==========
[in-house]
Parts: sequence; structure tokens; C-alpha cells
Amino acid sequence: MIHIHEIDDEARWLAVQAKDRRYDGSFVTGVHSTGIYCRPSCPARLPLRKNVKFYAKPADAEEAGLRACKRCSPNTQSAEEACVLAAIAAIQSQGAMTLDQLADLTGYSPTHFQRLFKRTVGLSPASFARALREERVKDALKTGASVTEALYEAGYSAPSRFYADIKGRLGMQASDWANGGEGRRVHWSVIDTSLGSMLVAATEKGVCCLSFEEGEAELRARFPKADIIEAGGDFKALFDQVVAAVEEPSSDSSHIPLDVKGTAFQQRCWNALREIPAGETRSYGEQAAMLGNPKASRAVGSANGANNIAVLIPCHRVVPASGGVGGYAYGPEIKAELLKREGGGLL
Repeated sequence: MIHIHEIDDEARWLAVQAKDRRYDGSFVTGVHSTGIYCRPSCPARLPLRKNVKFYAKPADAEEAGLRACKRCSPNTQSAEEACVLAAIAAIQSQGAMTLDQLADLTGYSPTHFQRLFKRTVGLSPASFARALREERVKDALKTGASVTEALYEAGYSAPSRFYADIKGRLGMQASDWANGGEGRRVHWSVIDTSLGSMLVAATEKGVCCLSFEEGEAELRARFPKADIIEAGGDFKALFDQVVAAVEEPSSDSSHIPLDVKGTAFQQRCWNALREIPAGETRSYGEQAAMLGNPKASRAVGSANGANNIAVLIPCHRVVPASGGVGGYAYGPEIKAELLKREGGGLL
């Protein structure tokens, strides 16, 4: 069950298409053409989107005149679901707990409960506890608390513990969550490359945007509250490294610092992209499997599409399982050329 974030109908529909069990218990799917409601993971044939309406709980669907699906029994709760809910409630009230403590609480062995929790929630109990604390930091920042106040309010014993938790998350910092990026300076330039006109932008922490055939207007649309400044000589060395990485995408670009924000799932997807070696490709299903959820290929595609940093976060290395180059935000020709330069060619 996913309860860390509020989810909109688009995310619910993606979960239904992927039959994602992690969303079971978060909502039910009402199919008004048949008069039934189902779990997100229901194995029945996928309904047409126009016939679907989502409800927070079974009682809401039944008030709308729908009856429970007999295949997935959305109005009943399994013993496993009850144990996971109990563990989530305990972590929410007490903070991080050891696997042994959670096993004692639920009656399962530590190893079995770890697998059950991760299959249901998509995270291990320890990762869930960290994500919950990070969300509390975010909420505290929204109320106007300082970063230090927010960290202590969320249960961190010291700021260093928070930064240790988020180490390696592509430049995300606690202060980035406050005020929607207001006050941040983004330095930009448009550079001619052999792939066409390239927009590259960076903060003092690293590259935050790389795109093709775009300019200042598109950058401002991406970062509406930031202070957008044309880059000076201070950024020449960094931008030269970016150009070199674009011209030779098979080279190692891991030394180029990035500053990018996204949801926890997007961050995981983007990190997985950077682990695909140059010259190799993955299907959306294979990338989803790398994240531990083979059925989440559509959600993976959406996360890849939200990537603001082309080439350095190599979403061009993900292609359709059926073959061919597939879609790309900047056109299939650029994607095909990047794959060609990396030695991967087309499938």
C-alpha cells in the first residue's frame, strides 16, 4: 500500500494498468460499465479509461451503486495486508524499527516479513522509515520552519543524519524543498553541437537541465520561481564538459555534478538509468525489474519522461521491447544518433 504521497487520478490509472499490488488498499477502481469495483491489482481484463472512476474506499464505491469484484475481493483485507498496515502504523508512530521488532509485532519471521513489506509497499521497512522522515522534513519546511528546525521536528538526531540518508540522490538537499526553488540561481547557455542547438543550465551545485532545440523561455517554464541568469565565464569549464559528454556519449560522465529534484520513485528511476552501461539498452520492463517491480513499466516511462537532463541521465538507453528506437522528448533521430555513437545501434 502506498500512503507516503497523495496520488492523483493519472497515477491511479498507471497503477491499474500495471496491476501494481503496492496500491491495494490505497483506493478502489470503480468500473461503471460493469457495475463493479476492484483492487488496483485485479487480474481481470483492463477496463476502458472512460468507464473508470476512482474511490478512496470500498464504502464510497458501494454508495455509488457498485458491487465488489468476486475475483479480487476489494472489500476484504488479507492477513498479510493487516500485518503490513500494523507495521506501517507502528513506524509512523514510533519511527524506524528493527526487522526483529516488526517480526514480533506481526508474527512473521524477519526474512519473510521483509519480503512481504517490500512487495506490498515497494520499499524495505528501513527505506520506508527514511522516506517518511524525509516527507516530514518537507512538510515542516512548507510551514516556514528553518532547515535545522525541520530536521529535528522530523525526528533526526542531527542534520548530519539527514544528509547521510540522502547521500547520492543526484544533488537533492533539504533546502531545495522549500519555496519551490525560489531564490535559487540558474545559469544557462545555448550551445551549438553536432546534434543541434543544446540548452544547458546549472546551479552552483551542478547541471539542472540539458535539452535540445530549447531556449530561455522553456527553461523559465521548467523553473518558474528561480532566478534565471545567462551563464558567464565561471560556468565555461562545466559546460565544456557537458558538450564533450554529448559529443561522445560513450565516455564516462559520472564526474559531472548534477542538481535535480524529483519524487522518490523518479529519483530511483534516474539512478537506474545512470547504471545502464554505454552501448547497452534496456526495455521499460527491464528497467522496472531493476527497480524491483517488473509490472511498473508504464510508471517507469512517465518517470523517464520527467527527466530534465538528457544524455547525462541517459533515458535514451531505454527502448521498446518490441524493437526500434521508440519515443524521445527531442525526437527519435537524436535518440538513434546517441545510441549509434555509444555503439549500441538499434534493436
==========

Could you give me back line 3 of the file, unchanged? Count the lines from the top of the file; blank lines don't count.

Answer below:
Amino acid sequence: MIHIHEIDDEARWLAVQAKDRRYDGSFVTGVHSTGIYCRPSCPARLPLRKNVKFYAKPADAEEAGLRACKRCSPNTQSAEEACVLAAIAAIQSQGAMTLDQLADLTGYSPTHFQRLFKRTVGLSPASFARALREERVKDALKTGASVTEALYEAGYSAPSRFYADIKGRLGMQASDWANGGEGRRVHWSVIDTSLGSMLVAATEKGVCCLSFEEGEAELRARFPKADIIEAGGDFKALFDQVVAAVEEPSSDSSHIPLDVKGTAFQQRCWNALREIPAGETRSYGEQAAMLGNPKASRAVGSANGANNIAVLIPCHRVVPASGGVGGYAYGPEIKAELLKREGGGLL